Boyle Heights - For 73-year-old Arline Hernandez, the Sears store at Olympic Boulevard and Soto Street has long been a symbol of home, its green neon rooftop sign visible for miles around.
“As little kids we would always say, ‘When are we going to get home? Are we there yet?’ And when we would see the green letters, ‘Sears,’ we would know we are almost home,” Hernandez said in a phone interview.
But soon all that will be left of the giant store will be memories.
The historic Sears store is set to close by the middle of next month after more than 80 years, according to employees. TransformCo, Sears’ parent company, could not be reached for comment despite emails and a phone call.
During its final days, former and current Eastside residents shared their memories — everything from being greeted by the aromas of popcorn and chocolate to landing their first job -- of the Boyle Heights Sears.
A Special Occasion
Vivian Escalante, who grew up in Boyle Heights and attended Roosevelt High School, said going to Sears was often a special occasion, especially around the holidays.
“We’d get the Easter outfits, my Christmas outfits and then we’d go to Clifton’s to eat,” she said. “Going shopping was about my mother, my grandmother getting dressed up. It was to the nines with their daywear and I always had my little outfits on as well ... That was the way life was at the time. It was very stylish.”
Childhood memories made at Sears
Bryan Montero, who takes photos of the store for a retail Facebook group that he administers, said watching stores like Sears close is like “losing more of your childhood as you go.”
Montero recalled going to Sears with his grandparents as a kid, then growing up and driving down to the store himself.
Similarly, Jimmy Lopez, said the Sears store led him to a lifelong passion: Music.
He got his first guitar, the Sears Wing Ding, from the shop when he was 9 years old.
“That little guitar started me off with more guitars and I still play and write to this day on my guitar. I believe I still may have the song book that came with that guitar,” Lopez wrote in a Facebook Messenger interview. “My dad was a truck driver for that particular Sears so he had discounts that came in handy for a family with five siblings ... We would get our school clothes and shoes, mostly from that store.”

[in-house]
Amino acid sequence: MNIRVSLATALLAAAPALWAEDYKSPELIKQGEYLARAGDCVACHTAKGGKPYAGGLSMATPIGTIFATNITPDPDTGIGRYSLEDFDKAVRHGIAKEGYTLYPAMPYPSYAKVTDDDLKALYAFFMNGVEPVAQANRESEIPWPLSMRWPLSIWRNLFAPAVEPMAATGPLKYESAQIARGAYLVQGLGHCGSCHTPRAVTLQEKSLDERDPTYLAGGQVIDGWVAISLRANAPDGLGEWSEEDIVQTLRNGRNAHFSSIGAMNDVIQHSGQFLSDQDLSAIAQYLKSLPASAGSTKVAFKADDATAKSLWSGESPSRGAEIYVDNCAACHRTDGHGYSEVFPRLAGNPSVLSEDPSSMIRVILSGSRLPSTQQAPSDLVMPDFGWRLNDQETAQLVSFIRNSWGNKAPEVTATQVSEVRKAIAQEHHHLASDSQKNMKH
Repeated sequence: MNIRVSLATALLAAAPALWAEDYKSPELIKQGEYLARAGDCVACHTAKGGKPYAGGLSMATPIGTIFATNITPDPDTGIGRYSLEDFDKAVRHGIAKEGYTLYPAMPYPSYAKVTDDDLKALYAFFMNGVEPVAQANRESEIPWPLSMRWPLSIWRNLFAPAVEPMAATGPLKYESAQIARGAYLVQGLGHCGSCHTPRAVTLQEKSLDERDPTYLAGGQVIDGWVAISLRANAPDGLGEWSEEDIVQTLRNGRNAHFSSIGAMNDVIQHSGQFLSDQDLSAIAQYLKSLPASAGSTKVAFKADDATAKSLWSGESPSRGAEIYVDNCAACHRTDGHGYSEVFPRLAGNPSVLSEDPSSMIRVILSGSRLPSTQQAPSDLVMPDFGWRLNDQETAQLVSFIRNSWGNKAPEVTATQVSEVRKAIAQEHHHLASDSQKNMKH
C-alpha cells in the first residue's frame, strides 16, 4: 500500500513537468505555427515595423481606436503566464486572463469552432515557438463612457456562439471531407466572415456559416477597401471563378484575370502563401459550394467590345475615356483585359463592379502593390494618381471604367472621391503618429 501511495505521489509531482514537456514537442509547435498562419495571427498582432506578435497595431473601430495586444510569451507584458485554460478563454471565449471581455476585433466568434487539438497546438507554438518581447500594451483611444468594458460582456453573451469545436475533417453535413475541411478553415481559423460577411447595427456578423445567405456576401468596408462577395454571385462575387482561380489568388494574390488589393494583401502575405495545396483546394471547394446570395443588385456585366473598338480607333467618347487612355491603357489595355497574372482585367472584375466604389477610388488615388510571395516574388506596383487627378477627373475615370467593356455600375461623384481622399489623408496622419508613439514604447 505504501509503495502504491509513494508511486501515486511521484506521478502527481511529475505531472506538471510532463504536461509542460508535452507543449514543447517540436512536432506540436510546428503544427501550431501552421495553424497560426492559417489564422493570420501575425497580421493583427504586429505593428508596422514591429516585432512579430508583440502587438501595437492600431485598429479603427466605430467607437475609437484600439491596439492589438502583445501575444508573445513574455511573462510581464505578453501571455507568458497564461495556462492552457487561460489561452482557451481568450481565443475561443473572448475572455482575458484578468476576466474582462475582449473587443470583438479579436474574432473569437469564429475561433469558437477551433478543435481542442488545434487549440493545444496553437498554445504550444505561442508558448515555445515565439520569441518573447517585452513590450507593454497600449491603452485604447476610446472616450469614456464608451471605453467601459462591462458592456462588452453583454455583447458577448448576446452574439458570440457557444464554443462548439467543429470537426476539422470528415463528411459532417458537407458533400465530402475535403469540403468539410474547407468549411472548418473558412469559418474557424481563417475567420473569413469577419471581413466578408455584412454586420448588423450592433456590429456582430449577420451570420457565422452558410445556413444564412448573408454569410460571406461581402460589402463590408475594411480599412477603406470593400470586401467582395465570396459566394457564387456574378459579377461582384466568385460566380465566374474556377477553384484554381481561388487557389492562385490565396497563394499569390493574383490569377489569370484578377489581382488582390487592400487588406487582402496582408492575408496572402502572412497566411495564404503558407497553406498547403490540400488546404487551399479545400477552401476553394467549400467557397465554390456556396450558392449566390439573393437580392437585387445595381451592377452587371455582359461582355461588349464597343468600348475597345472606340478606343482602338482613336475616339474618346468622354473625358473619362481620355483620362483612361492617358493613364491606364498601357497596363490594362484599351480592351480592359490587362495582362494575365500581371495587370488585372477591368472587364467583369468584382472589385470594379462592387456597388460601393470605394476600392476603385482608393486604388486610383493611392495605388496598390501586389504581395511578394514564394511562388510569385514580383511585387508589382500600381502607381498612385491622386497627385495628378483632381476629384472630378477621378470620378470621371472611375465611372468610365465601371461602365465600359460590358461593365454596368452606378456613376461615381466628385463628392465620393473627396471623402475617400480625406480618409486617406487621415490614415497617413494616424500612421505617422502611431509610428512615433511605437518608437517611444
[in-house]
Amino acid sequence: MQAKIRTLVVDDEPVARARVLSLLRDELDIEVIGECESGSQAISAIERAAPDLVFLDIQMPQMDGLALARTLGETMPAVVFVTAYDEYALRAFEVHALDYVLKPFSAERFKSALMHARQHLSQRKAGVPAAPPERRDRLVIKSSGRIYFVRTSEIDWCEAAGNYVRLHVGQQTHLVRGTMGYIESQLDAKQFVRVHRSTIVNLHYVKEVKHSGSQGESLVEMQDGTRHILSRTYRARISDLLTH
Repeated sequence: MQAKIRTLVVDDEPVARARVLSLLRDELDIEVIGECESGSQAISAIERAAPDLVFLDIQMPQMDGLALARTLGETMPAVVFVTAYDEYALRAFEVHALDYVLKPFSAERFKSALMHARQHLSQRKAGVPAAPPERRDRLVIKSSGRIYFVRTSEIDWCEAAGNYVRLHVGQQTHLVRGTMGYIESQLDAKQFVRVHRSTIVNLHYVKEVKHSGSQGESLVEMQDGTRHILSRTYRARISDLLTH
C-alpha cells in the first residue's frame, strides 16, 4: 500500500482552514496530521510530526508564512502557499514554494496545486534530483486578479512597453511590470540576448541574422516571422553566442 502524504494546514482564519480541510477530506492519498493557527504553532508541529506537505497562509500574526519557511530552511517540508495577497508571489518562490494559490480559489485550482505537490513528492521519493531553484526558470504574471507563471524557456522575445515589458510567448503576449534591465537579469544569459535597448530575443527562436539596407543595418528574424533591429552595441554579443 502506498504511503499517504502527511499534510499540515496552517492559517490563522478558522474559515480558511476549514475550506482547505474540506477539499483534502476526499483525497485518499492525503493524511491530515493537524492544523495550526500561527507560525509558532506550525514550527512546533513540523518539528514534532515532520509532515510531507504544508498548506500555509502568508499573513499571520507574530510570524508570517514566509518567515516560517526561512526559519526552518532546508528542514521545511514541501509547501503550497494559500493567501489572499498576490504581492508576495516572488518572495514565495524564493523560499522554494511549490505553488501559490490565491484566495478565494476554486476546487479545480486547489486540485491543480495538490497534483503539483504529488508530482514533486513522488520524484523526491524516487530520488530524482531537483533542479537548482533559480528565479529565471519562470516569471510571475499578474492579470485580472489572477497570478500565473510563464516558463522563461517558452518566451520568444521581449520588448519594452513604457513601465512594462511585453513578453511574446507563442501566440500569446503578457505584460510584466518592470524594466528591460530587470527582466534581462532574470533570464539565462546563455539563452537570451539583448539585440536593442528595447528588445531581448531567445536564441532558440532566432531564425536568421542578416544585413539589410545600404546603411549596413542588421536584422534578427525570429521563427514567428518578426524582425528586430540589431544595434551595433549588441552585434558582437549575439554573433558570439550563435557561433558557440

Lourdes Ochoa-Marquez shared her fondest memories: “This is where my papi would take us to buy new clothes during the holiday season. It was also the best place to stand outside of and sell your school chocolate! But the ice cream stand outside was always my favorite.”
The place to shop
Terry Reyna said Sears “was the place to shop when I was growing up. You could get everything from underwear to washing machines and the famous Craftsman tools. My brother wore their Toughskins jeans.”
Vera Del Pozo said she shopped “at the furniture outlet...and also [at] the outlet downstairs” and she “always visited the ice cream-popcorn stand out front. Many memories!”
Giving Sears credit
Roosevelt High grad Jose de Jesús Legaspi-Frias credits Sears for helping him establish his credit history: “I went to Sears on Olympic and I got a credit card. That was my start of credit worthiness so I could buy a car. The rest is history.”
Sears as a place to work and shop
Pamela Ponder Marquez said Sears was important to the local economy: “Sears hired locals from the community, and gave many youngsters and young adults their first job opportunities. Many family members worked there, including my husband, sister and two brothers-in-law, one of which had a very successful career there.”
George Garcia contributed to this story. UT Community News, produced by Cal State L.A. journalism students, covers public issues on the Eastside and South L.A.